New Delhi: A war memorial that is being planned in Meerut is set to feature a heroine who lost her life in a counter-insurgency operation in Kashmir in 2016.
It is also likely to feature some others who acquitted themselves creditably in the Kargil war India fought with Pakistan in 1999.
What makes the memorial unique is that it is devoted to service animals, mostly dogs, but also horses and mules. It will be the country’s first animal war memorial and recognise heroics on the battlefield, devotion to duty and outstanding contribution to military service alongside soldiers, three senior officers said, asking not to be named.
The memorial will come up at the Remount and Veterinary Corps (RVC) Centre and College in Meerut where the army breeds, rears, and trains dogs, mules and horses.
“Approval from the defence ministry is expected soon to construct a war memorial to commemorate RVC animals and men who have sacrificed their lives or have been commended for exceptional gallantry or distinguished service. Land has already been identified in Meerut and the preliminary design has been frozen,” said one of the officers.
He added that the monument would be similar to the National War Memorial in Delhi but on a smaller scale.
The names and service numbers of more than 300 dogs, 350 handlers and a few horses and mules will be inscribed on granite tablets at the memorial. The dogs include around 25 killed in action during counter-insurgency operations in Jammu and Kashmir and the country’s North-east, the first officer said.“It will be a befitting token of remembrance and a mark of respect and gratitude towards the RVC soldiers (men and animals) who laid down their lives for the country. Several western nations have memorials dedicated to animals,” said the second officer.
Topping the list of animals whose names will be inscribed on the memorial’s walls is Mansi, a Labrador who was posthumously “mentioned in dispatches” (the highest honour that a dog can get in military service in India) four years ago for her role in a counter-infiltration operation in north Kashmir, the second officer added.
Her handler, Bashir Ahmed War, was also posthumously awarded Sena Medal for gallantry and his name will be alongside Mansi’s.
The highest award won by a dog handler is the Shaurya Chakra, the country’s third highest peacetime gallantry award.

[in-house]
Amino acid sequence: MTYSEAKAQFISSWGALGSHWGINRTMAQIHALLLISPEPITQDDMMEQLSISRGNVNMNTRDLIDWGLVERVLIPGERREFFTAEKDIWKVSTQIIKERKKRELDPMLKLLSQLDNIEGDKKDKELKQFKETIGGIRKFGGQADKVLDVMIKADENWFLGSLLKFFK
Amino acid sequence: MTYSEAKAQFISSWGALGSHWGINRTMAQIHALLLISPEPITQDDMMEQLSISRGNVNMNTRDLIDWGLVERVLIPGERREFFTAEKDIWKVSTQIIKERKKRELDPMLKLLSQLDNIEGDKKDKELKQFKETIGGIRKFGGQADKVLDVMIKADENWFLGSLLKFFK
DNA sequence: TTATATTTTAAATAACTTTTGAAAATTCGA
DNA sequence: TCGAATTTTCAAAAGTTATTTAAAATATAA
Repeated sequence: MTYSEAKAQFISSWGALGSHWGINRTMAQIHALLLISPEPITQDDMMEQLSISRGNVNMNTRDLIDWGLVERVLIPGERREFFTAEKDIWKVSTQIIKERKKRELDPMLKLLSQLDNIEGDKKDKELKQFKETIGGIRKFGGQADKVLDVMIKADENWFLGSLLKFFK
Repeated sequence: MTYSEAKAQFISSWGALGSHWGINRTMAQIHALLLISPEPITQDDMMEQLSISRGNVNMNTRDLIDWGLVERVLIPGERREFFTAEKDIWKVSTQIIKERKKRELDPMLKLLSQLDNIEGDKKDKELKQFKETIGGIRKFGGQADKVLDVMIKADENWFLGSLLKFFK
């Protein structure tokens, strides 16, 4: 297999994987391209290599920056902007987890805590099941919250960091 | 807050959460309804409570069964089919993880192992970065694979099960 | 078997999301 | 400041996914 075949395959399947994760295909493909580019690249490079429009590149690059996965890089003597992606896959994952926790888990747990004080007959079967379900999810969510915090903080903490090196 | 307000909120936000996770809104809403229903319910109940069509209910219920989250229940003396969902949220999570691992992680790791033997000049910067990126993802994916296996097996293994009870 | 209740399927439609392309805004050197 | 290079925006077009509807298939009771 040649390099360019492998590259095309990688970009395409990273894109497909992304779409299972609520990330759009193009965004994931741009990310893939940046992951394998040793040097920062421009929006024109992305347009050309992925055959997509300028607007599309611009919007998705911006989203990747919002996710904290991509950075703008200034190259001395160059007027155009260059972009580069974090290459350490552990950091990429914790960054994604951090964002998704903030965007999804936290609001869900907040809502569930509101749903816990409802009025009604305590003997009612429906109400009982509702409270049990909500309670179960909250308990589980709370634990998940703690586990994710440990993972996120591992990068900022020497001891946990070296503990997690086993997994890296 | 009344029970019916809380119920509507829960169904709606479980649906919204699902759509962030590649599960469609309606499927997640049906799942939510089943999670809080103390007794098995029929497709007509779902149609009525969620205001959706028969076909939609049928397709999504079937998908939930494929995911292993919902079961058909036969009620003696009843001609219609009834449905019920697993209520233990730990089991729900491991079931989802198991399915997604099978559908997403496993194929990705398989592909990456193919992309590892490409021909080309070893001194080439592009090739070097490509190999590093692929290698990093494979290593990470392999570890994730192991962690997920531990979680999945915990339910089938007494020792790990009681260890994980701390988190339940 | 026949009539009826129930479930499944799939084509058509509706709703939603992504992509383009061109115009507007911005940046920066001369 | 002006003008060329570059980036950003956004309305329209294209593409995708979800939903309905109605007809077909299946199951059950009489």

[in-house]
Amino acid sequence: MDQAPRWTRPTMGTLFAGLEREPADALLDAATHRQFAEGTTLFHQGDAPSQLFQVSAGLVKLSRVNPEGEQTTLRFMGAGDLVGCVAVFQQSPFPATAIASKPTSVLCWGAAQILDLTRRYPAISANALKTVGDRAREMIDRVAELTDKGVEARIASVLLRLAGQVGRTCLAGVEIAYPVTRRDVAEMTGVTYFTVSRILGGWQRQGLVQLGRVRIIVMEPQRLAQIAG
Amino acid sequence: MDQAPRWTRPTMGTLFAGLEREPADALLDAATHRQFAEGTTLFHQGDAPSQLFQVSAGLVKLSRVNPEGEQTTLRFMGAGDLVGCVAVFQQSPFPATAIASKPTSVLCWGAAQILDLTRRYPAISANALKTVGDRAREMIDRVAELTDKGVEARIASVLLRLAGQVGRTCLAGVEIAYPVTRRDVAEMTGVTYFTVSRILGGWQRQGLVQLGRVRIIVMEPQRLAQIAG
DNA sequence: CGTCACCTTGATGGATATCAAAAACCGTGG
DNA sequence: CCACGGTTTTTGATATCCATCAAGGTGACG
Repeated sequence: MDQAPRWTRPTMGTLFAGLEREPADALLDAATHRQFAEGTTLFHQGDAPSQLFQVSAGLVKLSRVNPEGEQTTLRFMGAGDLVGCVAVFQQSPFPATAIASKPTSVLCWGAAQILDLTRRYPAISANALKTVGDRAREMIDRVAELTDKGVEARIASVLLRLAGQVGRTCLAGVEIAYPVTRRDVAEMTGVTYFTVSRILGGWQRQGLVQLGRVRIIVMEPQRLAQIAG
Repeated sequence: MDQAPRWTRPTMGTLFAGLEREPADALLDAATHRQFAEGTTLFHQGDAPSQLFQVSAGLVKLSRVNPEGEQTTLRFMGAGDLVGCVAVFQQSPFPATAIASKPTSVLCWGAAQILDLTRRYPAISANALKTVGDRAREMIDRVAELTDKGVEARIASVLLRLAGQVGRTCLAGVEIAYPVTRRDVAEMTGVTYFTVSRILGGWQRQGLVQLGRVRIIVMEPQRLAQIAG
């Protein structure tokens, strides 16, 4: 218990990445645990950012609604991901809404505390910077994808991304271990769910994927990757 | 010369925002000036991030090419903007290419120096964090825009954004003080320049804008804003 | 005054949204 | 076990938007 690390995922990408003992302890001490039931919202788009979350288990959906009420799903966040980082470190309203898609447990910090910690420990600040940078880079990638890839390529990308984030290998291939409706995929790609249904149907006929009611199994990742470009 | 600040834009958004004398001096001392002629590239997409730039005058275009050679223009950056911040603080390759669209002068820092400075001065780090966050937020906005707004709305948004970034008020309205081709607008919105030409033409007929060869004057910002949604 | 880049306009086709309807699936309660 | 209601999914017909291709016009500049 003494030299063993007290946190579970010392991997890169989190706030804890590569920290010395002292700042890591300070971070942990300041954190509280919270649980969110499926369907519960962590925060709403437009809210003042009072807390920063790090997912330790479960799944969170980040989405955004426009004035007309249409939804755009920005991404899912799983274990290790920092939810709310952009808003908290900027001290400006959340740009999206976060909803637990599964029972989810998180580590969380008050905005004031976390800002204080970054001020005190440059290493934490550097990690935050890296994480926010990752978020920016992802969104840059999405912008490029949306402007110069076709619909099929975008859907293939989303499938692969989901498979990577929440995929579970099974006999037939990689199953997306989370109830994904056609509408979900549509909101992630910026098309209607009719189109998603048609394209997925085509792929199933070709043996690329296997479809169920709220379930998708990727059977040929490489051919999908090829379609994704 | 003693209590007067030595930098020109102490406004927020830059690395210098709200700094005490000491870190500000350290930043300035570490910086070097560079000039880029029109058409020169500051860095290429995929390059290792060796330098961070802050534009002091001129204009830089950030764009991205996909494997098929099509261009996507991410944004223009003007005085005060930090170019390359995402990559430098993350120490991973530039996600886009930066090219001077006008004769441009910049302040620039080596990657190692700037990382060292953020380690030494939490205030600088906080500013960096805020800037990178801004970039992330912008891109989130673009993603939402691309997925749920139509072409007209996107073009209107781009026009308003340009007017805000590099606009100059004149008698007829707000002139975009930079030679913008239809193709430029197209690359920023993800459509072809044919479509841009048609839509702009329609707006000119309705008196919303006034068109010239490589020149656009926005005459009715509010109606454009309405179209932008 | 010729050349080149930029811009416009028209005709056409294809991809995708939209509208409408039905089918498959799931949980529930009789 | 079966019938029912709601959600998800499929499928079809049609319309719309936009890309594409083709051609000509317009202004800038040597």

The army has more than 1,000 dogs, 5,000 mules and 1,500 horses.
Five Labradors were awarded commendation cards on Army Day 2020 for helping soldiers track down terrorists in J&K and sniffing out deadly explosives in the North-east last year.
Army dogs are trained for a variety of roles, such as detecting mines and explosives, tracking, assault, infantry patrol, and search and rescue.
“Explosives detection dogs are an invaluable component of road opening parties that safeguard
the movement of men and material in terror hotbeds. These dogs have saved innumerable lives by timely detection of explosives. Mine detection dogs are used along the Line of Control to create safe lanes,” said the third officer.
The RVC pioneered war dog training in India in the late 1950s.
Labradors, German Shepherds and Belgian Shepherds (Malinois) are the mainstay of the army’s canine work force. The RVC has introduced some Mudhol Hounds (an indigenous dog breed from Karnataka) and Cocker Spaniels on a trial basis for explosives detection.
Recognising the contribution of animals, the army in 2017 named an officers mess lounge in Delhi cantonment after the longest serving army mule, Pedongi, who carried military loads in
forward areas for over 30 years.
The army’s animal transport units, equipped with mules, are assigned the responsibility of supporting some of its remotest outposts located at heights of up to 19,000 feet. Mules played a crucial role during the 1999 Kargil war with Pakistan.